Nitrogen dioxide and nitric oxide are the principal hazards.
Nitrous oxide is narcotic in high concentrations but it is
less irritant than other oxides of nitrogen.
4.3 Occupationally exposed populations
Occupational exposure usually occurs from manufacture of
dyes, fertilizers, celluloid and lacquers; and from welding
glass blowing and food bleaching.
Firemen may be exposed to nitrogen oxide during chemical
plant fires or from burning mattresses (Ellenhorn &
Nitrogen oxides are also released from processes such as
electroplating, engraving, photogravure operations etc.
(Gosselin et al., 1984).
Severe symptoms and death has been reported in farmers
working in or near silos. This syndrome, known as silo
filler's disease, is due to acute exposure to oxides of
nitrogen produced by silage (Ellenhorn & Barceloux 1988).
Occupational exposure occurs in anaesthesia.
5. ROUTES OF ENTRY
Inhalation of some oxides of nitrogen such as nitric
oxide and nitrogen dioxide causes poisoning. On contact with
air, nitric oxide is converted to highly poisonous nitrogen
The effects of nitrogen dioxide are insidious: inhalation may
cause only slight pain or go unnoticed, but may cause death
Nitric acid , formed when fumes of nitrogen oxides mix
with sweat, has caused skin burns (Haddad and Winchester,
Fumes of nitrogen oxides can cause eye irritation
(Haddad and Winchester, 1990).
6.1 Absorption by route of exposure
Nitrogen oxides are largely absorbed by and react with
pulmonary alveolar structures and terminal respiratory
They are less soluble than most irritant gases and have a
greater tendency to reach the bronchioles and alveoli (Haddad
and Winchester, 1990).
6.2 Distribution by route of exposure
Within the lungs, nitrogen oxides react with water to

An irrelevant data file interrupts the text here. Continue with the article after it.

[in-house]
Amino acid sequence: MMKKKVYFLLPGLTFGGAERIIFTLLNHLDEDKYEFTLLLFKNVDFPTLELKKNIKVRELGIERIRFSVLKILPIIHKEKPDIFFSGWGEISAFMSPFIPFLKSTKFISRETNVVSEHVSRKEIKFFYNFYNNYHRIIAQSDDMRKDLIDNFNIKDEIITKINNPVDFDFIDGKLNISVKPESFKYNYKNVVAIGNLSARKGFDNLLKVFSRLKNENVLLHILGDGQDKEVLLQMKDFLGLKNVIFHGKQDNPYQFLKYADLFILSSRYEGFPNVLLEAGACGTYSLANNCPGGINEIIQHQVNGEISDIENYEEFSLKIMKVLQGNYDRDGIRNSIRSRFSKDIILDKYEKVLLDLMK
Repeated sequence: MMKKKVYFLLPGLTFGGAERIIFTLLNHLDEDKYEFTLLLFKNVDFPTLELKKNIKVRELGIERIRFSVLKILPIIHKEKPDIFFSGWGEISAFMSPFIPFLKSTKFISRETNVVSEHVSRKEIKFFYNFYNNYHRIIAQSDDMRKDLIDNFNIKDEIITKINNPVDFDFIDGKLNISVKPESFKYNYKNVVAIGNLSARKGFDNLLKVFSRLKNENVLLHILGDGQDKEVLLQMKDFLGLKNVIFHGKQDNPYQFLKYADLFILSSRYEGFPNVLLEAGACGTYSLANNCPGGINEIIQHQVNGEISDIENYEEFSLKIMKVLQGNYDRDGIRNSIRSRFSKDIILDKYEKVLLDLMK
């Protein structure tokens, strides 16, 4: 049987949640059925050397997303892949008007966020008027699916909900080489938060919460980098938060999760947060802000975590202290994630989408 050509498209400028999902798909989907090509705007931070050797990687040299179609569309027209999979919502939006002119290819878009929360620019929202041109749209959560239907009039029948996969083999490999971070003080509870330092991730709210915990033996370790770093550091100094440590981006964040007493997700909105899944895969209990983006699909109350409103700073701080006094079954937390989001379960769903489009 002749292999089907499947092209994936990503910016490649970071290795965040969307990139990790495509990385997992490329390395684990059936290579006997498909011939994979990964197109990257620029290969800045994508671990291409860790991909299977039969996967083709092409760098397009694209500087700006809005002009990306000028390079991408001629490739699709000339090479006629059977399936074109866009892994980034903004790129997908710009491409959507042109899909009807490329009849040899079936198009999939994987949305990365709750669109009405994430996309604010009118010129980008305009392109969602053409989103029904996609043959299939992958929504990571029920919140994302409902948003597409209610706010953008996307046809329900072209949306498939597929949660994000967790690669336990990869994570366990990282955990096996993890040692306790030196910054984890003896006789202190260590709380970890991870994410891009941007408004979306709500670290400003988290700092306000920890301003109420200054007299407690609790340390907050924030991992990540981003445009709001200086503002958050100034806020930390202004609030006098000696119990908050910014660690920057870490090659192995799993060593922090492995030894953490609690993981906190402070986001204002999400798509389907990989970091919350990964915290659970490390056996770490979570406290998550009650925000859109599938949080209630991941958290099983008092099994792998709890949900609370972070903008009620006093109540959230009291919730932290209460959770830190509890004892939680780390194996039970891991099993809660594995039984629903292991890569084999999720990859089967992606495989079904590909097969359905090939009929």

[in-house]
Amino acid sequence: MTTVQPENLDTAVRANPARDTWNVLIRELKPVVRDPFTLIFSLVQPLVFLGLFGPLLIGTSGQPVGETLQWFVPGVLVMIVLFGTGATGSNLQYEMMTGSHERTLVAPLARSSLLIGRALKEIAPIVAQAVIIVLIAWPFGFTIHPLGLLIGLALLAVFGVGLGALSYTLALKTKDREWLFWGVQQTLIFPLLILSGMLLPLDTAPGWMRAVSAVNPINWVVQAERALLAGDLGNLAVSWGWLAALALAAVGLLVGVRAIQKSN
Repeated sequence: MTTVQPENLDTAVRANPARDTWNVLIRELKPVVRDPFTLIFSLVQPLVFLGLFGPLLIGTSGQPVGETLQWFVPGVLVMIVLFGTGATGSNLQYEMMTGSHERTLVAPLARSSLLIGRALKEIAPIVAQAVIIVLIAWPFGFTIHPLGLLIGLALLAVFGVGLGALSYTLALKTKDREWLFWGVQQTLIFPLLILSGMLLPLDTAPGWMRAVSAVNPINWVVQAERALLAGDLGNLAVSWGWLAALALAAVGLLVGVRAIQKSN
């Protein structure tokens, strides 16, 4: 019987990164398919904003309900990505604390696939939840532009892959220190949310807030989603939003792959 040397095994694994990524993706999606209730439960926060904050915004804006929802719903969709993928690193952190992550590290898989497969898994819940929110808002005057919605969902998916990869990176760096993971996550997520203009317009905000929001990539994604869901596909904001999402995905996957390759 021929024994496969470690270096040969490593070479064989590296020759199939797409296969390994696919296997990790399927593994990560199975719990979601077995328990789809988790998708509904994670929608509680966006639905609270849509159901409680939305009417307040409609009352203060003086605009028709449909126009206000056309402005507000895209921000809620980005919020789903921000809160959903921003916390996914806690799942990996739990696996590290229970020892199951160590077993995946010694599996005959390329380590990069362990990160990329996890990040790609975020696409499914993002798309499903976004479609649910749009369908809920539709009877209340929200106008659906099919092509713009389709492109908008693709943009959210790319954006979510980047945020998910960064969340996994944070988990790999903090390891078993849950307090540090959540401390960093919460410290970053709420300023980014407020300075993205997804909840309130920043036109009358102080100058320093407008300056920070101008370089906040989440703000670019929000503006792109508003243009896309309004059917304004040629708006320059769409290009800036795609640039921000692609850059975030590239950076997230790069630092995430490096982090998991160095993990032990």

form nitrous and nitric acids causing extensive local
6.3 Biological half-life by route of exposure
The biological half-life of endogenous nitrogen oxides
in vascular endothelium is very short.
No data available.
6.5 Elimination by route of exposure
No data available.
7.1 Mode of Action
Of the five principal oxides of nitrogen, nitrous oxide
is comparatively harmless. The principal target organ for
other oxides is the lung. Nitric oxide is less toxic tot he
lung than nitrogen dioxide. Little is known about toxicology
of nitrogen trioxide (N2O3) and nitrogen pentoxide
(N2O5) (Gosselin et al., 1984).
It is now generally accepted that nitrogen dioxide is the
principal causative factor of the pulmonary changes following
the inhalation of oxides of nitrogen ("nitrous fumes")
Nitrogen oxides are irritant and destructive to lung tissues
because they are slowly hydrolysed to acids. The upper
respiratory tract is largely spared perhaps because these
gases have a low solubility in aqueous media and because they
are only slowly hydrolysed.
The mild upper respiratory irritant effect is a result of
nitrogen dioxide being converted to nitric acid in the
presence of water.
Nitric acid destroys respiratory epithelium and alveolar
membranes and may produce metabolic acidosis. The mild
initial irritant effects allow widespread dissemination of
nitrogen oxides throughout the lungs and result in diffuse
Fibrotic destruction of terminal bronchioles (bronchiolitis
obliterans) occurs as a late complication (Ellenhorn &
Nitrogen dioxide decomposition may also produce nitrates
which are capable of causing vasodilatation and mild
7.2.1 Human data
The presence of nitrogen dioxide may
be difficult to perceive and it is
frequently undetectable at concentrations